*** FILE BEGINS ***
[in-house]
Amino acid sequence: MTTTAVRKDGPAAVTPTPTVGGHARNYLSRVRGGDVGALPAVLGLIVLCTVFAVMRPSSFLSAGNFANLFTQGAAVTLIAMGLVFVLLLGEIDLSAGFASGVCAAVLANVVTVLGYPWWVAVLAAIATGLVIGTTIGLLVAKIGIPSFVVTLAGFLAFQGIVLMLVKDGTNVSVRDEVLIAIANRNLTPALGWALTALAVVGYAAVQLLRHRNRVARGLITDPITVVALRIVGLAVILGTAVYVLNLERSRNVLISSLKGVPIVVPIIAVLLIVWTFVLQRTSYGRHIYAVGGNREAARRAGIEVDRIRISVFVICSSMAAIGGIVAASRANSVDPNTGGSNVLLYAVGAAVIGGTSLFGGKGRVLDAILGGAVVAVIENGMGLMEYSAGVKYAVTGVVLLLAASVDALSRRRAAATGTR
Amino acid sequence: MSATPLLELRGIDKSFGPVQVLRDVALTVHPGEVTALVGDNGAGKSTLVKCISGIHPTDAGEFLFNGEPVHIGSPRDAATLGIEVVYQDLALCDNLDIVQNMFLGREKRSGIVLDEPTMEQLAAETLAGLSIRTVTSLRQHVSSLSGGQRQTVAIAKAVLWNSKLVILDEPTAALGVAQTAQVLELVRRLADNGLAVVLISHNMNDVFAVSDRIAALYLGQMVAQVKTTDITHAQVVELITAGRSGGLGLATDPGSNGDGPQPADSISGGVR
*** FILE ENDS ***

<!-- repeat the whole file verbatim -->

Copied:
[in-house]
Amino acid sequence: MTTTAVRKDGPAAVTPTPTVGGHARNYLSRVRGGDVGALPAVLGLIVLCTVFAVMRPSSFLSAGNFANLFTQGAAVTLIAMGLVFVLLLGEIDLSAGFASGVCAAVLANVVTVLGYPWWVAVLAAIATGLVIGTTIGLLVAKIGIPSFVVTLAGFLAFQGIVLMLVKDGTNVSVRDEVLIAIANRNLTPALGWALTALAVVGYAAVQLLRHRNRVARGLITDPITVVALRIVGLAVILGTAVYVLNLERSRNVLISSLKGVPIVVPIIAVLLIVWTFVLQRTSYGRHIYAVGGNREAARRAGIEVDRIRISVFVICSSMAAIGGIVAASRANSVDPNTGGSNVLLYAVGAAVIGGTSLFGGKGRVLDAILGGAVVAVIENGMGLMEYSAGVKYAVTGVVLLLAASVDALSRRRAAATGTR
Amino acid sequence: MSATPLLELRGIDKSFGPVQVLRDVALTVHPGEVTALVGDNGAGKSTLVKCISGIHPTDAGEFLFNGEPVHIGSPRDAATLGIEVVYQDLALCDNLDIVQNMFLGREKRSGIVLDEPTMEQLAAETLAGLSIRTVTSLRQHVSSLSGGQRQTVAIAKAVLWNSKLVILDEPTAALGVAQTAQVLELVRRLADNGLAVVLISHNMNDVFAVSDRIAALYLGQMVAQVKTTDITHAQVVELITAGRSGGLGLATDPGSNGDGPQPADSISGGVR